It is therefore important to consider that special education implementation largely depends on the type of institution and the kind of policy considerations that they have made at the inception of the school. This is the approach that has been taken in ensuring quality in UK schools where the schools ranking system will consider the policies that the school is implementing and the effectiveness of the school administration in reaching those goals (Matley, 2005). The changing socio-economic environment in the case of the sampled business schools in this study dictated the kind of research that was implemented and the quality of education that was given. Such concerns must also be addressed in the determinance of whether a public or private university is better.
Concerns have however been raised concerning the safety and security of public schools especially because they are publicly funded. Because of their affinity to the government, the public education sector in schools and institutions of higher learning are prone to the turbulent effects that are felt when the government is undergoing a financial crisis (Rose & Gallup, 2002). When the government is faced with an economic crisis, there is usually a cut in spending in various areas in order to retain enough revenues to sustain the government. Some of the reductions are made in the education sector which can jeopardize the general effectiveness of the sector. A reduction in public funds towards certain areas means that these areas will suffer loss in terms of quality and their ability to sustain the current number of students that they are teaching.
This has been a concern in many public schools. Recent attacks in public schools and institutions of higher learning have also caused concerns towards the quality of education in such schools. The role of the education sector is not only to provide the students with knowledge relevant to their areas of expertise, but also to ensure that such students become all-rounded members of society that can be deemed as law-abiding. The incidences in public schools bring this role of the school under fire and suspicion and cause the public schools to be viewed in a negative light.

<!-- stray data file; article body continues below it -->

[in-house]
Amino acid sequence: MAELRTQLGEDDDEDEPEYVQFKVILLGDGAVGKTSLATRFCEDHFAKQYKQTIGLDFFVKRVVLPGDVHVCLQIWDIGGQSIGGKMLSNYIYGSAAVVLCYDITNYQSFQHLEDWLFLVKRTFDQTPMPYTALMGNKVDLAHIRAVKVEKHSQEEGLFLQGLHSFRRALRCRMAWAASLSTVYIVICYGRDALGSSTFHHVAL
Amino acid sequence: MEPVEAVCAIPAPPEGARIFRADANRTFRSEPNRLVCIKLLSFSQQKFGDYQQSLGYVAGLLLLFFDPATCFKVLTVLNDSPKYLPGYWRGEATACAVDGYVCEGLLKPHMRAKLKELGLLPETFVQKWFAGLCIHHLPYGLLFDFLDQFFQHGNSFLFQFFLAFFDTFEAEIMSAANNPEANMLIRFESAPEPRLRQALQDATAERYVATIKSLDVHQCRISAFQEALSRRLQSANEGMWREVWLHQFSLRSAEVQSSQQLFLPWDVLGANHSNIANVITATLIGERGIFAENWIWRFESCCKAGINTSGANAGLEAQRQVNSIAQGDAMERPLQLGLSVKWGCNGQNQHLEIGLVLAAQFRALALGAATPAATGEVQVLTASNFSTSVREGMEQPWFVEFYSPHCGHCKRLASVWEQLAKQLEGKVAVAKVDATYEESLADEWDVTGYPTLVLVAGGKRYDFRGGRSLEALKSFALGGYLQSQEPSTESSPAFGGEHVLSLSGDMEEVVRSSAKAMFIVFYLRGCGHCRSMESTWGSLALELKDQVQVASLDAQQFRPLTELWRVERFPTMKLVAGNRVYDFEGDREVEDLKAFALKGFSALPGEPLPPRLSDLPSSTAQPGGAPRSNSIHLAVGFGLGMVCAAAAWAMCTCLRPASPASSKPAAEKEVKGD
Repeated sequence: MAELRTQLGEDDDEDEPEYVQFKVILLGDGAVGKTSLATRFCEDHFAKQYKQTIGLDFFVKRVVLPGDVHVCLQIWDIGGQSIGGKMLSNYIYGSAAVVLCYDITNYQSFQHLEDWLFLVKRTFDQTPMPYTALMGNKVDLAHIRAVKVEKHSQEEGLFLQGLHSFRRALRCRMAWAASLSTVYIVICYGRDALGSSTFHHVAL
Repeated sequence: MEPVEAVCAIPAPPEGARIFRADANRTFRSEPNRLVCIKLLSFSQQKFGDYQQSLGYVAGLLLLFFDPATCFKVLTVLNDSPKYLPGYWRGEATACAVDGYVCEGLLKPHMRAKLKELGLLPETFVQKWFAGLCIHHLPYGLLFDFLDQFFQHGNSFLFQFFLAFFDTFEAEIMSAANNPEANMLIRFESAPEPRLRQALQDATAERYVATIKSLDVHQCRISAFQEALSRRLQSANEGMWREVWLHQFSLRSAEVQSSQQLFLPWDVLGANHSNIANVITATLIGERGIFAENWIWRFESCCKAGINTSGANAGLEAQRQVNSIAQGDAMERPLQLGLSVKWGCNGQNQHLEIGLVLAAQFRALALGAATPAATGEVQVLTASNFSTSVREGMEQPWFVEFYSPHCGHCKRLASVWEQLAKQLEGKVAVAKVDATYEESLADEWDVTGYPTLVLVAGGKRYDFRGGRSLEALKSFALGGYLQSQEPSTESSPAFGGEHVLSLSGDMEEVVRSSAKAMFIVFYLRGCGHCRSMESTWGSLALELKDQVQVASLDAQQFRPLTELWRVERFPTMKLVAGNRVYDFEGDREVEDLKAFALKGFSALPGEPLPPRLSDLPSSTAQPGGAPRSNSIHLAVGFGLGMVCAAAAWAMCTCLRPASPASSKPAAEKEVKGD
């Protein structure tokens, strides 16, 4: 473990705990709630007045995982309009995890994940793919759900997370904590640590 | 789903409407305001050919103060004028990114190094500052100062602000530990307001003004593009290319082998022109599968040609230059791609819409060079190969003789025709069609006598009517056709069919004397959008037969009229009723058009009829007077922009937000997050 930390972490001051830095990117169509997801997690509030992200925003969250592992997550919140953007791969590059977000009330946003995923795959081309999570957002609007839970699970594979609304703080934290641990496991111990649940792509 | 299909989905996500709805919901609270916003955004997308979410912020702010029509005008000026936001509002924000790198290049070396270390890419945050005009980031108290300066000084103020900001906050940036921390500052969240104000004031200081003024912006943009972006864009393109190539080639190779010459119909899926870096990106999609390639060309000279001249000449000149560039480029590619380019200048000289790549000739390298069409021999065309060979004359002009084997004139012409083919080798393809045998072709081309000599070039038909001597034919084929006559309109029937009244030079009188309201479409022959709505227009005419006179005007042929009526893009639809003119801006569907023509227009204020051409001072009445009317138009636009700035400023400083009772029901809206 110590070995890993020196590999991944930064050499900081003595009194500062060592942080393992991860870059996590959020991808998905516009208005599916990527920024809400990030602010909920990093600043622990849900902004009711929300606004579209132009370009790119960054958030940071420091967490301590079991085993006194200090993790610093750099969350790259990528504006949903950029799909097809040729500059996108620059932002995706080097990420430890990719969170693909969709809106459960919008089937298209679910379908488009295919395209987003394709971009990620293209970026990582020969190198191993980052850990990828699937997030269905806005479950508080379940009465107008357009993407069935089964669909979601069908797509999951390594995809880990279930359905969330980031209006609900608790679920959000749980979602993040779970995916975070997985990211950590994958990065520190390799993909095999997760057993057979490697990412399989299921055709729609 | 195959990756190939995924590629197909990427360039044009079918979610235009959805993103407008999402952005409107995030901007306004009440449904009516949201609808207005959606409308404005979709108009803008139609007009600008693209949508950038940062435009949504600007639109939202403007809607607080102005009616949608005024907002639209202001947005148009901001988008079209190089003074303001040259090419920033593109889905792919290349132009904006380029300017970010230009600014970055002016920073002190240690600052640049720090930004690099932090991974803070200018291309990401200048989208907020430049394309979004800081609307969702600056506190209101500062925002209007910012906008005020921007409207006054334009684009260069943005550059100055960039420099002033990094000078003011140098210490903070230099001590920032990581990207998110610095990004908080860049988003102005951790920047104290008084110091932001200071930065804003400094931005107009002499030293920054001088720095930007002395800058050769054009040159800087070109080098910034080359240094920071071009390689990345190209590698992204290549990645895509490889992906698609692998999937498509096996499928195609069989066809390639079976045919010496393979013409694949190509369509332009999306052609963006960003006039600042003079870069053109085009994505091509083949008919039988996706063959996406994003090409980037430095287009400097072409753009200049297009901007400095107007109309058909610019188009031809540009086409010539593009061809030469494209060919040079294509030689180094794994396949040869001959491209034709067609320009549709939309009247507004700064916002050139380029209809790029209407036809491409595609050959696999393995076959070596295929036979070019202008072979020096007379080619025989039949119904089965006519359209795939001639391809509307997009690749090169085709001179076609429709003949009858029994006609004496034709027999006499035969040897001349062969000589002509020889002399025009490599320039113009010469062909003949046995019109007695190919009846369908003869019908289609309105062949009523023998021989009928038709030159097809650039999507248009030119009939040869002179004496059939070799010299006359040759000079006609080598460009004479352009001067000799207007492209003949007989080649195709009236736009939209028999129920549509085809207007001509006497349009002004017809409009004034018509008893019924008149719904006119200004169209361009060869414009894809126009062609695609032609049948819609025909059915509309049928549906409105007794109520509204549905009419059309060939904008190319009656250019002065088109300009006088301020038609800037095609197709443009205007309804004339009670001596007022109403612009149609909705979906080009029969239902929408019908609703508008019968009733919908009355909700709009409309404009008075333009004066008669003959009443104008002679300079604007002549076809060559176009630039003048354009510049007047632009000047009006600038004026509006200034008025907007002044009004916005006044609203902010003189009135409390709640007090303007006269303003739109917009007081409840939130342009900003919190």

In conclusion, schools cannot simply be ranked based on their characteristic as public or private. Research shows that varying policies come into play within these consideration. The dependence of the quality of education on the state of the nation however, sets the public at unease because of the inconsistent promise of quality that is offered in public institutions of learning.
BIBLIOGRAPHY Boyne, G., 2002. Public and Private Management: What's the Difference?. Journal of Management Studies, Volume 39, pp. 97-122.
Hanushek, E., 1986. The economics of schooling: production and efficiency in public schools. Journal of Economic Literature, pp. 1141-77.
Matley, H., 2005. Entrepreneurship education in UK business schools:: Conceptual, contextual and policy considerations. Journal of Small Business and Enterprise Development, 12(4), pp. 627-43.
Rose, L. & Gallup, A., 2002. The 34th Annual Phi Delta Kappa Gallup Poll of the Public's attitude towards the public schools. [Online] Available at: http://www.pdkmembers.org/members_online/publications/GallupPoll/kpoll_pdfs/pdkpoll34_2002.pdf[Accessed 22 October 2015].